MoJ opts against payment reform to Mental Capacity Act
By Monidipa Fouzder >>
(28 February 2023)
The Mental Capacity Act will not be changed to make it easier for parents to access child savings accounts after the child turns 18, the government confirmed today. The Ministry of Justice will instead raise awareness about the need to obtain legal authority before a child turns 18 and work with the Court of Protection to improve the application process.
Legal authority can be granted through a lasting power of attorney or by applying to the Court of Protection. However, families say existing processes to access the accounts are lengthy, difficult to navigate and costly.
The government consulted on setting up a small payments scheme that would allow parents to access up to £2,500 from child trust funds and junior ISAs after a child who lacks mental capacity turns 18.
However, while an overwhelming majority of consultation respondents – including the Law Society – supported the establishment of such a scheme, the ministry said there was no clear consensus on how the scheme could be set up and operate safely.
The ministry said a lack of awareness about the Mental Capacity Act, including the need to obtain legal authority, and operational barriers in the current court application process were the ‘root causes’ of parents not being able to access funds.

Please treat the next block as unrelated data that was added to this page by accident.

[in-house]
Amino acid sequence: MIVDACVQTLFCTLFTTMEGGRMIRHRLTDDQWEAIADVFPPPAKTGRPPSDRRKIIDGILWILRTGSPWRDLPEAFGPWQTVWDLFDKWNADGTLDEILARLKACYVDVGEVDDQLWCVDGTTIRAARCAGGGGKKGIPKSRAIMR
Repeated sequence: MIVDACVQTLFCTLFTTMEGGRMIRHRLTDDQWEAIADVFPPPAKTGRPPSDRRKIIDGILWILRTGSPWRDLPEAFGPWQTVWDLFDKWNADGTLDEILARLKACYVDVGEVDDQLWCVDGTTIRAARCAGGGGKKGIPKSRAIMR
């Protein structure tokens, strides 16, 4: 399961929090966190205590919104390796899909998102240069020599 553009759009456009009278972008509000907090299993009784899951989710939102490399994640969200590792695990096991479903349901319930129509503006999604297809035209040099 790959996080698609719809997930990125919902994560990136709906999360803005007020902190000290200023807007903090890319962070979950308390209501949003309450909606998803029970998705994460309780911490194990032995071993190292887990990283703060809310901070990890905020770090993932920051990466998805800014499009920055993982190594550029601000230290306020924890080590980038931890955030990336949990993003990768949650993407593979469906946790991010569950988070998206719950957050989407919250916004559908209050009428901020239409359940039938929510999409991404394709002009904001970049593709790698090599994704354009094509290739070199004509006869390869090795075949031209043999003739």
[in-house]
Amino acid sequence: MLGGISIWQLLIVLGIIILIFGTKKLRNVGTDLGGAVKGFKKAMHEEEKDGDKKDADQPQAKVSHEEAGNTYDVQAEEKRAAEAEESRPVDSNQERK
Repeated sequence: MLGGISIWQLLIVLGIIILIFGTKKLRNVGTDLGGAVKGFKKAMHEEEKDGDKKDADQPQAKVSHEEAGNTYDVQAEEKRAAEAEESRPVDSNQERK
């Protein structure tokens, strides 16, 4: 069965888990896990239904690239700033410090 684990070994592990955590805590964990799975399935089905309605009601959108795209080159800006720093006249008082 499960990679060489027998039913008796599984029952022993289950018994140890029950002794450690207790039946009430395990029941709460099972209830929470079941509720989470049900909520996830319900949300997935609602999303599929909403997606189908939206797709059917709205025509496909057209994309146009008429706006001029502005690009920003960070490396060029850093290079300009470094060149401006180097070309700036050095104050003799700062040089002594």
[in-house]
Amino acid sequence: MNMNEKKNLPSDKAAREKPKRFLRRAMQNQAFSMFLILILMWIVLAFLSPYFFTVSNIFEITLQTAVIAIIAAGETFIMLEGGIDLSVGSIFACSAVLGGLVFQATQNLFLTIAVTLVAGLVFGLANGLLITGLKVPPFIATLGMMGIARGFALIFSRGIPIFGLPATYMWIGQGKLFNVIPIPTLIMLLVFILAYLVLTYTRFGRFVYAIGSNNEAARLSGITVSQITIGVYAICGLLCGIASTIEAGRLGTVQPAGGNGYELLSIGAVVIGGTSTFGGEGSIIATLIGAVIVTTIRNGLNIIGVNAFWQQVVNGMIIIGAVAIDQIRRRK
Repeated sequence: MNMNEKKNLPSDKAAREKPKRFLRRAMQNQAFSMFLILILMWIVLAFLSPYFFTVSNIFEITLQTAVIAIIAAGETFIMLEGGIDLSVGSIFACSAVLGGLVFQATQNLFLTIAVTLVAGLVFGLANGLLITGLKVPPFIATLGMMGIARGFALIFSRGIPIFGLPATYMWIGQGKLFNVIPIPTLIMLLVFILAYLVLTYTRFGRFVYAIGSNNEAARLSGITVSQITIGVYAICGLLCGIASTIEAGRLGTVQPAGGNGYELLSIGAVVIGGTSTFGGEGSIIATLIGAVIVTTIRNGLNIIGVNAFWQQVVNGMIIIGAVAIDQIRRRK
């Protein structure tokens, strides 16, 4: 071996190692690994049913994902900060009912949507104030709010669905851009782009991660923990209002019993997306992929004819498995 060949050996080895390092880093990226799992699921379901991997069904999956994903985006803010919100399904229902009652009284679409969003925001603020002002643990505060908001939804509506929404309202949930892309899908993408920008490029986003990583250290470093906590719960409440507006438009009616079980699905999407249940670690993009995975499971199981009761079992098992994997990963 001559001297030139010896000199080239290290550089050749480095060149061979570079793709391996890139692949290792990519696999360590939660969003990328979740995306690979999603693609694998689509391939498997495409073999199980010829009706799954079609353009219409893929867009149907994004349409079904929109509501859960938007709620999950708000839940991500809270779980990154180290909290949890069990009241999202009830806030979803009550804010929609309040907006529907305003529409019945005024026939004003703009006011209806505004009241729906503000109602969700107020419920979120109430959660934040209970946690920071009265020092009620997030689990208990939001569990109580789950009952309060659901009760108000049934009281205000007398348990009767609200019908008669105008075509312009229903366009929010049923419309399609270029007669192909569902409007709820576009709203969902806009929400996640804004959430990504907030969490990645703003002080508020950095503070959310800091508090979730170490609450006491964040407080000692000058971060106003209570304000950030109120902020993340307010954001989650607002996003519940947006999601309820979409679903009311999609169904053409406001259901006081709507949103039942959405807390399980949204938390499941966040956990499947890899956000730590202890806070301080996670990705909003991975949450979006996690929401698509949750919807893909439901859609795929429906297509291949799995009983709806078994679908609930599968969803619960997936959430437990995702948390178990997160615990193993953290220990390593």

The ministry’s consultation response states that new digital processes piloted in the Court of Protection have cut processing times from 24 weeks to two months. The digital process was rolled out to professional court users in January and to the general public this month. These changes ‘should make the forms more accessible and easier to complete, while also reducing application processing times’.
In a statement, justice minister Mike Freer MP said: ‘I understand how frustrating parents have found trying to access these savings accounts while looking after children with disabilities and severe learning difficulties. Our consultation has exposed, however, that a new scheme would be just as complex to set up and navigate and may put the finances of those we all want to protect at greater risk. Instead, simplifying the current system is already ensuring that families can access the money they have saved quicker while maintaining the vital safeguards that prevent abuse and fraud.’
(Courtesy: The Law Society Gazette)